A Coca-Cola toast was held during the opening of Georgia's office in Qingdao, China, in August. 

While the upper echelons of the Communist Party of China were endorsing an expanded market role in their economy this week, some of Atlanta’s corporate heavy-hitters were also laying out their reform wish lists at the Carter Center‘s Forum on U.S.-China Relations. 

China has become a key market for United Parcel Service Inc., which has air hubs in Shanghai and Shenzhen and has increasingly invested in warehousing across the country. But the company has struggled to compete within China’s borders thanks to rules that prop up domestic delivery firms, said Laura Lane, president of global public affairs at UPS.

UPS would like the private sector to have more say in opaque postal regulations before they’re adopted, said Ms. Lane, who also urged changes to the role of state-owned enterprises in the economy and to customs regulations. 

The U.S. and China must find a way to work together to reduce red tape and smooth the way for broader interaction in a trade relationship that already eclipses $500 billion annually, Ms. Lane said during the forum, held at the Carter Center Nov. 11-12.

“In reality we all do thing because of our own self interests, but if we can find the commonality between those self-interests and advanced policy objectives … we have the potential … to create rules that are beneficial to the whole global trading system,” Ms. Lane said. 

Now is the “ideal time” to do so, as both countries are in need of sweeping but complementary reforms to swing their economies back into balance, Charlene Barshefsky, who was U.S. trade representative under President Clinton and handled the agreement on China’s accession to the World Trade Organization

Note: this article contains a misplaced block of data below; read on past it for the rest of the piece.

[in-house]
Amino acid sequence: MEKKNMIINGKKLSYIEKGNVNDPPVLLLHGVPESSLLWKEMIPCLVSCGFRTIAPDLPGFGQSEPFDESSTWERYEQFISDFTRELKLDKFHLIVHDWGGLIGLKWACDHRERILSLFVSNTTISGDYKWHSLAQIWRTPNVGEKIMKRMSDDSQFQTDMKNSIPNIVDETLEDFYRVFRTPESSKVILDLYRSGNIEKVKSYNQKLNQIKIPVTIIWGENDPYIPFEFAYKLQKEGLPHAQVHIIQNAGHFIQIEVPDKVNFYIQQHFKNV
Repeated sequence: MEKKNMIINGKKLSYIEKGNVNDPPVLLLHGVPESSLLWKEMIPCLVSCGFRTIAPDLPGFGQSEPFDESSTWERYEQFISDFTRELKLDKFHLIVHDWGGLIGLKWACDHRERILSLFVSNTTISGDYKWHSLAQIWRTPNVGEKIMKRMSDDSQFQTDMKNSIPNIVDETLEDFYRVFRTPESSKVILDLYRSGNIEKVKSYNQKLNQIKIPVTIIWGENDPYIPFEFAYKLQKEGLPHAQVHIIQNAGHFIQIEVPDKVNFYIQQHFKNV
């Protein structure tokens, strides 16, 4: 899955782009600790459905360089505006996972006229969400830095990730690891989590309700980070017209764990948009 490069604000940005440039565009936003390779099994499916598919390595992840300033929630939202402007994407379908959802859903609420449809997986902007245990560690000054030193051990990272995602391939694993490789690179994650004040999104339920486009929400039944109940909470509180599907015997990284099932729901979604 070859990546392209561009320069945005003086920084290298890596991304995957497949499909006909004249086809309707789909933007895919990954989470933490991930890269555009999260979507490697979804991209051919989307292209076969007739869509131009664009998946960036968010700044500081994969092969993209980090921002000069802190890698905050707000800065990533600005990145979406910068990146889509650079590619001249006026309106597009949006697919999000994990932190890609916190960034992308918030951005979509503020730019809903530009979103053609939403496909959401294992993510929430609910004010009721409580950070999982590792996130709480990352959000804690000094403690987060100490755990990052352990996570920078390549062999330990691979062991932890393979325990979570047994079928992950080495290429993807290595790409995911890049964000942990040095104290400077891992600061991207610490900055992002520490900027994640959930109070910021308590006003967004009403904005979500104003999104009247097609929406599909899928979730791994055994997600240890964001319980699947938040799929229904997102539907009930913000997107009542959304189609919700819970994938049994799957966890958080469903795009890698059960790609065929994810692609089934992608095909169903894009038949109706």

China needs to grow consumer spending and trim investment and exports while increasing the role of value-added services, she said. The U.S. needs less debt and better infrastructure, which Chinese cash could help fund if the countries would work together. 

Ms. Barshefsky also called for rejuvenated talks on opening up government procurement contracts. 

“We can’t sell to the Chinese government; Chinese companies can’t sell to the U.S. government. Why?” she asked. 

Though not a customer, the government has been Coca-Cola Co.’s “de facto business partner” since it re-entered China in 1979, said Clyde Tuggle, Coke’s chief of public affairs.

Coke works with three bottling partners in the country, the biggest being one state-owned. In October Coke announced that it would spend $106 million to build its 43rd bottling plant in the country with that partner,COFCO, in Hebei province. Coke also unveiled a plan to invest $4 billion from 2015-17. 

Companies looking to make inroads in China must exhibit patience with the government and take a long view, Mr. Tuggle said. 

“When we go into a market like that, we go with an attitude of forever,” he said. “It is not, go in, make a profit, export the profit and move on. It is build and build and build.”

The company has heavily invested in earning its “social license to operate” in a country where it employs 50,000 people, nearly all of them Chinese. 

“The DNA of how we build our brand is not just about building factories, having trucks full of our products and shipping them around the country, but it’s actually about the success of the country itself in every sense,” he said. 

Coke has donated money for Project Hope schools and environmental campaigns while building a $90 million innovation center in Shanghai that is becoming part of the conversation on food safety in China. It’s also a proponent of the 100,000 Strong initiative, which aims to send more Americans to study in China, Mr. Tuggle said. 

He joked that Coke executives have a vested interest in seeing their China bets pay off. 

“My retirement fund is sitting in China,” he said. 

Widely expected to introduce groundbreaking reforms, China stuck to general messages in the communique issued Wednesday after the third plenum.  

While noting that the market would play a “decisive” role in the economy, it seemed to also reaffirm the role of state-owned enterprises. 

Speaking before the document was released, Ms. Barshefsky said there had been a troubling resurgence of state-owned companies in the 2000s after a promising wave of privatization in the 1990s. 

That trend needs to be reversed if China is to allocate resources more effectively and boost productivity as it seeks a new phase of growth, she said.

As managing editor of Global Atlanta, Trevor has spent 15+ years reporting on Atlanta’s ties with the world. An avid traveler, he has undertaken trips to 30+ countries to uncover stories on the perils...